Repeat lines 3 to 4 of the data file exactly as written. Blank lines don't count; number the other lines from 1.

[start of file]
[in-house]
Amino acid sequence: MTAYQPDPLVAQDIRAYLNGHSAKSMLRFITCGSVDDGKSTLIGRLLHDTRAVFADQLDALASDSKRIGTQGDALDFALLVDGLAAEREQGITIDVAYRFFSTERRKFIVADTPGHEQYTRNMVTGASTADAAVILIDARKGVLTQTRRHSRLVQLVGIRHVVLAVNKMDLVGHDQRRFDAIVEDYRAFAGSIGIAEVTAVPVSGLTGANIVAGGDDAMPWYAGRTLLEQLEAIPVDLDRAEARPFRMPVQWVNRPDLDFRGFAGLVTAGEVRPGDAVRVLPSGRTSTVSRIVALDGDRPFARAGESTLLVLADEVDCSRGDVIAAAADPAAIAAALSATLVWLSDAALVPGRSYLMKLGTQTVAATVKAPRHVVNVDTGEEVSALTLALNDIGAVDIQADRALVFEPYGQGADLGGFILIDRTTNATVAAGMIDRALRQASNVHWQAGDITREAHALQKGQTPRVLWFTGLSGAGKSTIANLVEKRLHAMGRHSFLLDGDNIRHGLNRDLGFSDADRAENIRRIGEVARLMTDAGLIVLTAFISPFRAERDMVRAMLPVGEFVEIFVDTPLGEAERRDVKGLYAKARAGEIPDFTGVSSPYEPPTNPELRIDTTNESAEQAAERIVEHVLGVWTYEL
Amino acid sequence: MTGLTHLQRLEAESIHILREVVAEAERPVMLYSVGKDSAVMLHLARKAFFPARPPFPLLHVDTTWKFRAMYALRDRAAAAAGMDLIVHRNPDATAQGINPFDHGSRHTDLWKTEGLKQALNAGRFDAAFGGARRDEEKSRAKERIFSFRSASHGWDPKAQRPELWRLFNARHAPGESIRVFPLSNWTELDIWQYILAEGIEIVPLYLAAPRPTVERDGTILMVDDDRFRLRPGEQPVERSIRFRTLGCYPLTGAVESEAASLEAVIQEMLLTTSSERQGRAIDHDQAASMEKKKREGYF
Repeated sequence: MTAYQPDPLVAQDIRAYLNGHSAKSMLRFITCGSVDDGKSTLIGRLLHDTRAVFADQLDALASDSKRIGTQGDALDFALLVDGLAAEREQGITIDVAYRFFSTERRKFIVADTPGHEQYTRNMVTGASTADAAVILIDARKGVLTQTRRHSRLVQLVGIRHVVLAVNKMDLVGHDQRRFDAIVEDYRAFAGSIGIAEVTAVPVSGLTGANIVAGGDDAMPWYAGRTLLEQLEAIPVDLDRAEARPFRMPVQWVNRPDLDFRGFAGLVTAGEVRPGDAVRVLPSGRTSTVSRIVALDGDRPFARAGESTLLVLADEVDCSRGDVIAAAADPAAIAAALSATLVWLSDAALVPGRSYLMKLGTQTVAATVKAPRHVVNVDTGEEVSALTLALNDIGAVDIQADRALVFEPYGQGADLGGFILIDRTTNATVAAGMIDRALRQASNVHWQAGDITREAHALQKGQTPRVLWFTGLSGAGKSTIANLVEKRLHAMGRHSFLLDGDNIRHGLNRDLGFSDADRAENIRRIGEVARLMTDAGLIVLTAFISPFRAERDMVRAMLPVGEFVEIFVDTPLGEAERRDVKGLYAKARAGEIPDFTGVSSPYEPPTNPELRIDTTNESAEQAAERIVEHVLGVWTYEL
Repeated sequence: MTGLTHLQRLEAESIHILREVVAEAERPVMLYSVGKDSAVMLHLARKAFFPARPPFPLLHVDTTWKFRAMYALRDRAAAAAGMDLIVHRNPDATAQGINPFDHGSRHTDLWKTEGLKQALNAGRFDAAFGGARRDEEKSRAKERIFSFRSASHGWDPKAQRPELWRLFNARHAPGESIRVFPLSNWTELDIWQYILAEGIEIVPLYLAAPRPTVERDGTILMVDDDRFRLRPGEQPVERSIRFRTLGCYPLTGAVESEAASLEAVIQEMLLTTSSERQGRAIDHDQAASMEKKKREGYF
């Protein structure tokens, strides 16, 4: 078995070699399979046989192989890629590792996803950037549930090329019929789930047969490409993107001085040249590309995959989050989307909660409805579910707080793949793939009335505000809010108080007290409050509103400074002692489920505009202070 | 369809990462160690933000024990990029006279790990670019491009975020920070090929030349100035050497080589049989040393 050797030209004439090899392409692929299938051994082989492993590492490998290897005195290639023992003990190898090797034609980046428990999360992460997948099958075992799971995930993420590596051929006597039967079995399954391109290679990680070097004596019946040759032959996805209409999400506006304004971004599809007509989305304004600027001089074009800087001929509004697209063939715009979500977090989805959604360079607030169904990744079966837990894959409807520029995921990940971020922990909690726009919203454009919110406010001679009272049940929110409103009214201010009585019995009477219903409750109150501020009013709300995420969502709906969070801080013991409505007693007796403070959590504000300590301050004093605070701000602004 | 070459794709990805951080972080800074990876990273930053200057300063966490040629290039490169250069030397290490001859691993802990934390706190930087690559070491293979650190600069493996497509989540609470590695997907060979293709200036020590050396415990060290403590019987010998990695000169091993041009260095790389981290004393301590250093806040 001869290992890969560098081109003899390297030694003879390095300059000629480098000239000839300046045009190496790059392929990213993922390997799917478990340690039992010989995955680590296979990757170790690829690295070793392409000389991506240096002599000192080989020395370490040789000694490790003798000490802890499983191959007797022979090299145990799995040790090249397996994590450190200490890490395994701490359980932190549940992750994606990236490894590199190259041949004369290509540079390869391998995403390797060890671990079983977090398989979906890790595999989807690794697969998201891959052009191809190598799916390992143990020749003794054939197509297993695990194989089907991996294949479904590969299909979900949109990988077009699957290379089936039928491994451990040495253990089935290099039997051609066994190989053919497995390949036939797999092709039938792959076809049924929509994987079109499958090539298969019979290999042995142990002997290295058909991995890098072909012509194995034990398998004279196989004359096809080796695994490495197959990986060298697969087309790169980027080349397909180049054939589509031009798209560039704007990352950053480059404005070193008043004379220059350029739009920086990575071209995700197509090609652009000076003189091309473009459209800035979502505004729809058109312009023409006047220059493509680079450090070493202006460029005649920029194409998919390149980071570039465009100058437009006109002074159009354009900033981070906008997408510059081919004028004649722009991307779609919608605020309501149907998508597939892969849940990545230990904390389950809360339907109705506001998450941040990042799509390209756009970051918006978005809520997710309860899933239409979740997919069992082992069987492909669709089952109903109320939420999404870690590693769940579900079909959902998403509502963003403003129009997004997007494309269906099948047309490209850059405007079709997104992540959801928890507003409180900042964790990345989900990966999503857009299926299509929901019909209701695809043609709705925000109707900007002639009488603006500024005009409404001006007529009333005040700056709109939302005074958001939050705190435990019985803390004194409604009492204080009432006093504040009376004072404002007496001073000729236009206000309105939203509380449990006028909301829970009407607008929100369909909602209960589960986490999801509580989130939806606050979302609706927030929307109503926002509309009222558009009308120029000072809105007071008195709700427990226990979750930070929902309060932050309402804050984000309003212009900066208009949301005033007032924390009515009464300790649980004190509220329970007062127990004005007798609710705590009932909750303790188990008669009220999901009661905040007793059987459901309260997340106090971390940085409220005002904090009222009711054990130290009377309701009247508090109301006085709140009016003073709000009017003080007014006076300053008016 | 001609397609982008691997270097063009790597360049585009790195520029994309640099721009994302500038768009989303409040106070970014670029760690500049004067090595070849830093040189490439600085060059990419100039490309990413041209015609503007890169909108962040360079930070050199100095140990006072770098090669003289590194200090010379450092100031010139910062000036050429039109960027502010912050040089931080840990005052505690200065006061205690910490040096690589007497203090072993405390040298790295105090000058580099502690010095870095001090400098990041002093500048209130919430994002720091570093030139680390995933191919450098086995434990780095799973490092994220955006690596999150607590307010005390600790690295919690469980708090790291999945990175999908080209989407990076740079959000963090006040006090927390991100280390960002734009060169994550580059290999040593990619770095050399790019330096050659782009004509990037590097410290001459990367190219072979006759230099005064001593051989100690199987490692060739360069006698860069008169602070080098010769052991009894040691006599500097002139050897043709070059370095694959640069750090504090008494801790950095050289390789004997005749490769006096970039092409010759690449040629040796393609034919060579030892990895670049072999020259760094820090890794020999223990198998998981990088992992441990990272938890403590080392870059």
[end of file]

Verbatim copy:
Amino acid sequence: MTGLTHLQRLEAESIHILREVVAEAERPVMLYSVGKDSAVMLHLARKAFFPARPPFPLLHVDTTWKFRAMYALRDRAAAAAGMDLIVHRNPDATAQGINPFDHGSRHTDLWKTEGLKQALNAGRFDAAFGGARRDEEKSRAKERIFSFRSASHGWDPKAQRPELWRLFNARHAPGESIRVFPLSNWTELDIWQYILAEGIEIVPLYLAAPRPTVERDGTILMVDDDRFRLRPGEQPVERSIRFRTLGCYPLTGAVESEAASLEAVIQEMLLTTSSERQGRAIDHDQAASMEKKKREGYF
Repeated sequence: MTAYQPDPLVAQDIRAYLNGHSAKSMLRFITCGSVDDGKSTLIGRLLHDTRAVFADQLDALASDSKRIGTQGDALDFALLVDGLAAEREQGITIDVAYRFFSTERRKFIVADTPGHEQYTRNMVTGASTADAAVILIDARKGVLTQTRRHSRLVQLVGIRHVVLAVNKMDLVGHDQRRFDAIVEDYRAFAGSIGIAEVTAVPVSGLTGANIVAGGDDAMPWYAGRTLLEQLEAIPVDLDRAEARPFRMPVQWVNRPDLDFRGFAGLVTAGEVRPGDAVRVLPSGRTSTVSRIVALDGDRPFARAGESTLLVLADEVDCSRGDVIAAAADPAAIAAALSATLVWLSDAALVPGRSYLMKLGTQTVAATVKAPRHVVNVDTGEEVSALTLALNDIGAVDIQADRALVFEPYGQGADLGGFILIDRTTNATVAAGMIDRALRQASNVHWQAGDITREAHALQKGQTPRVLWFTGLSGAGKSTIANLVEKRLHAMGRHSFLLDGDNIRHGLNRDLGFSDADRAENIRRIGEVARLMTDAGLIVLTAFISPFRAERDMVRAMLPVGEFVEIFVDTPLGEAERRDVKGLYAKARAGEIPDFTGVSSPYEPPTNPELRIDTTNESAEQAAERIVEHVLGVWTYEL